Hundreds of GTA daycare operators have not opted into $10/day childcare as deadline looms

Licensed daycare operators have two weeks left to opt into the federal government’s $10-a-day childcare program. Shauna Hunt takes a look at how the rollout is going.

By Shauna Hunt and Meredith Bond

With just two weeks left before the deadline to opt into affordable daycare, several GTA providers have yet to announce what they intend to do, leaving parents in the dark.

Daycare operators have until September 1 to indicate whether they intend on opting into the program.

The City of Toronto told CityNews there are more than 1,000 childcare centres and licensed home childcare agencies that are eligible to apply to the program. Currently, 570 have opted into the program and 32 have opted out.

Of those who have opted in, 99 are commercial centres or for-profit. Nineteen of the 32 who opted out are also for-profit.

Abigail Doris with the Toronto Coalition for Better Childcare said she believes the majority of not-for-profit childcare centres will opt into the program before the deadline.

“Non-profit childcare centers operate with a volunteer board of directors that’s represented by parents and typically they wouldn’t be meeting throughout the summer, so operators have been trying really hard to make sure that they have all of the information to get approval from their boards so that they can move forward with opting in,” said Doris.

“So, I know parents and families have had to be really patient with this process. But operators are working as hard as they can to finalize everything.”

In Peel Region, 171 daycare providers have expressed interest, but only 35 have formally opted into the program. They are expecting more to opt in before the deadline.

Meanwhile, in York Region, there are 557 eligible daycare centres and 240 have submitted applications to opt in, 102 of which are for-profit. Five centres had opted out, all of which are for-profit providers.

Doris said that she has heard it’s more challenging for for-profit childcare centres because their profit is capped at 10 per cent when they opt into the program.

“So, it’s built into the funding agreement that a cap would be placed on making profit to 10 per cent. And I think that’s where a lot of their dissatisfaction with the agreement is coming from,” explained Doris. “Whereas non-profit childcare centers are really centralizing any of their concerns around the needs of families and their workforce in their decision making.”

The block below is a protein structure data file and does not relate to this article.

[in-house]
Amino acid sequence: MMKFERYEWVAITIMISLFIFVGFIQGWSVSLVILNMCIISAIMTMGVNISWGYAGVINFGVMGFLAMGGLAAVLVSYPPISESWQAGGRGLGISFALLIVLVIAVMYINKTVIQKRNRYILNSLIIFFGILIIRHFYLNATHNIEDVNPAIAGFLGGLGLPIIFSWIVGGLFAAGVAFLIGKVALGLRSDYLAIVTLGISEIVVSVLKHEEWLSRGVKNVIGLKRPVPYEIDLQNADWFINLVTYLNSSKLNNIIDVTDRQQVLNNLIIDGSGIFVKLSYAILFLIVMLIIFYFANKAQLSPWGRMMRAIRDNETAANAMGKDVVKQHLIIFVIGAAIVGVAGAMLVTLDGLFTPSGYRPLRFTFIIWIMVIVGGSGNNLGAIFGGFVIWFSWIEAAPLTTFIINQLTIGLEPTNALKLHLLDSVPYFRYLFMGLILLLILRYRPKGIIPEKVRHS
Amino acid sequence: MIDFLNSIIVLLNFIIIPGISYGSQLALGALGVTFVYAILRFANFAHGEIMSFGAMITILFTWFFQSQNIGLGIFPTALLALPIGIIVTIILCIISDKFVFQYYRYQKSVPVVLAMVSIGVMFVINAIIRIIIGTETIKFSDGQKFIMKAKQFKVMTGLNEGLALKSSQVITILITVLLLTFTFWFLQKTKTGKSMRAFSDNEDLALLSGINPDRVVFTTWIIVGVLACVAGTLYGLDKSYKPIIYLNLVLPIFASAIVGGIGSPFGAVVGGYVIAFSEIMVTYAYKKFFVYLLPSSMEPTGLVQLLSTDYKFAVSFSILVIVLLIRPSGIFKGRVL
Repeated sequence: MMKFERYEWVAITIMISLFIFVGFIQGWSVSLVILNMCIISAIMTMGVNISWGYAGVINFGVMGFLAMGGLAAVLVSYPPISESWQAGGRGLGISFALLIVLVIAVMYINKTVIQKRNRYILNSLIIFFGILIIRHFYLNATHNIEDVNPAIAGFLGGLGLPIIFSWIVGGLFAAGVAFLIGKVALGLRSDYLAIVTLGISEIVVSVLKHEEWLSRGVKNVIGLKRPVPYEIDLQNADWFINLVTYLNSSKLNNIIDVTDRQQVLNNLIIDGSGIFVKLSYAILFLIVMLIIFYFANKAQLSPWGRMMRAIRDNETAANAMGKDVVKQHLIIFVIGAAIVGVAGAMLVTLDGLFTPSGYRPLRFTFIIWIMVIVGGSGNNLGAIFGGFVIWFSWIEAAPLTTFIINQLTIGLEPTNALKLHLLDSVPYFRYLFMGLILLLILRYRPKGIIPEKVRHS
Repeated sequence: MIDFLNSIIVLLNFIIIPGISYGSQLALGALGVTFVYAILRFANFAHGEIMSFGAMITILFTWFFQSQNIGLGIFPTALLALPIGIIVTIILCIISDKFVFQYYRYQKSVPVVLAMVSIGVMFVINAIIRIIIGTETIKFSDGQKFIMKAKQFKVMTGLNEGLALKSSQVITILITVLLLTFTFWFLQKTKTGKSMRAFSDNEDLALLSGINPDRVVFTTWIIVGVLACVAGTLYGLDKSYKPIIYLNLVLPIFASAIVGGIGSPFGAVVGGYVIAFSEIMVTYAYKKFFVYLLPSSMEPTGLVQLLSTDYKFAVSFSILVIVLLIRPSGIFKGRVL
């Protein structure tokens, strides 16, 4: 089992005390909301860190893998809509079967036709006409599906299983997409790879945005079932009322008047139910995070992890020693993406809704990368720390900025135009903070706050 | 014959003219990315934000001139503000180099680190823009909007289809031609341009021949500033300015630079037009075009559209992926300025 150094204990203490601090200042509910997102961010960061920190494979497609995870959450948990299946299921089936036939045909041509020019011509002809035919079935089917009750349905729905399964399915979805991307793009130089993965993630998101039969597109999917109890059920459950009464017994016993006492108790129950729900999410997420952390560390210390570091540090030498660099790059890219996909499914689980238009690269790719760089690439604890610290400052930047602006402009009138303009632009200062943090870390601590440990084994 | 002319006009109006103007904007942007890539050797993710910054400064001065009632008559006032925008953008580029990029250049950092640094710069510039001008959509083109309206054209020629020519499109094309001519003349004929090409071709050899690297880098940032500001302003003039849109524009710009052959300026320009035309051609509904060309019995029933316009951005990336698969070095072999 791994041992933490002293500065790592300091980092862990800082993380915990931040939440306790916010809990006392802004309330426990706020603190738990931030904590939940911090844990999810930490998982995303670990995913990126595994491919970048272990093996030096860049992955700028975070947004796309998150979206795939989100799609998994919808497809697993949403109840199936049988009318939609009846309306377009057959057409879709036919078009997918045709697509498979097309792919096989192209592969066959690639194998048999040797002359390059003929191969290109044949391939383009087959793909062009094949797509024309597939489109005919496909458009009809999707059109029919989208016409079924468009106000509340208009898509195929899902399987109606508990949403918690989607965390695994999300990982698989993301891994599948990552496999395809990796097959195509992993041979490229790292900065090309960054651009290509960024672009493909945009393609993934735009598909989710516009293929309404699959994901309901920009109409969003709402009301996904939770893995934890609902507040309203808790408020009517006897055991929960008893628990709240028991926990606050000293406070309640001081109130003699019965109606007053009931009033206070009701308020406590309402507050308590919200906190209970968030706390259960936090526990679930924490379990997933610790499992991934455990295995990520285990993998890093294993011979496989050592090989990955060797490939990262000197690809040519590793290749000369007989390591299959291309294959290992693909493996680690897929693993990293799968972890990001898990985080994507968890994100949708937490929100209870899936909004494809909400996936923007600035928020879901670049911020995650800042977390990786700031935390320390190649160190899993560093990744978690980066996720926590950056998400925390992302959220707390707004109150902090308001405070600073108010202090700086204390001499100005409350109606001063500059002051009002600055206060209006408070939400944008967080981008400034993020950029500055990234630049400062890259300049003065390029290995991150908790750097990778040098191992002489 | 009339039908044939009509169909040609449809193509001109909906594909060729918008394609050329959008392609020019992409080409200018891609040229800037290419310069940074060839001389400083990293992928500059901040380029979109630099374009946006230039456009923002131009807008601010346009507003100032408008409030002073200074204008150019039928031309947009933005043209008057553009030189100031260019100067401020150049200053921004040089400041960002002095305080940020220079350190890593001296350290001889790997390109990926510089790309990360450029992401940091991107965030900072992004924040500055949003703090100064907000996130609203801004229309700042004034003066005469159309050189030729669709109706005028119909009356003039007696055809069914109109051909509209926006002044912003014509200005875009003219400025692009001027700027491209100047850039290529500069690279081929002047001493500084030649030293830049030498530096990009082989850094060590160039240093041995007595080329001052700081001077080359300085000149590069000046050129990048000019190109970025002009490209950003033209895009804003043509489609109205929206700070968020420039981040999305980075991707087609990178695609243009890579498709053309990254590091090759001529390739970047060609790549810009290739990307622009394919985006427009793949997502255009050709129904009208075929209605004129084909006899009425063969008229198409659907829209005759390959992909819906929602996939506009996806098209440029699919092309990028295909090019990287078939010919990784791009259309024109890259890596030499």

Another major concern, Doris said, is that for-profits opting out of the program can have an impact of staff wages.

“Typically, for-profits pay their staff less than non-profit and public centers, and with this agreement, there is a wage floor. So, there’s a missed opportunity for those early childhood educators and those childcare workers to see an increase in their wage.”

She added that quality care is only made possible because of early childhood educators and childcare workers.

“We think it’s so important and it’s so critical that we’re really thinking about families and children in our city and what they need and what that looks like.”

Ontario was the last province to sign the $13.2-billion deal with the federal government back in the spring.

Daycare costs were first reduced by up to 25 per cent in May and a further cost reduction is expected in December, when fees will be reduced by up to 50 per cent, saving families an average of $6,000 per year.

Further cuts will be made in September 2024 and will reach $10 a day by September 2025.

The program, called the Canada-Wide Early Years and Child Care plan, is not mandatory for all daycare providers.

The rebate checks parents were promised at the time of the announcement will be retroactive to April. The City of Toronto told CityNews they should rollout some time in October, but parents will only get that money back if their daycare centre joins the program.

Operators told CityNews back in June that the details from the Ministry of Education, which outlined the funding rules, were full of confusing language, lots of grey areas and left more questions than answers.

Doris said this program creates a great opportunity to actually envision what affordable and accessible childcare looks like, but it needs a collaborative vision between childcare operators, educators and families advocating for it.

“I think the more that we collaborate together and really push our decision makers to see the value of childcare and what it does for our city and our province that we can create a system that is is far better than anything that we’ve imagined before,” she added.

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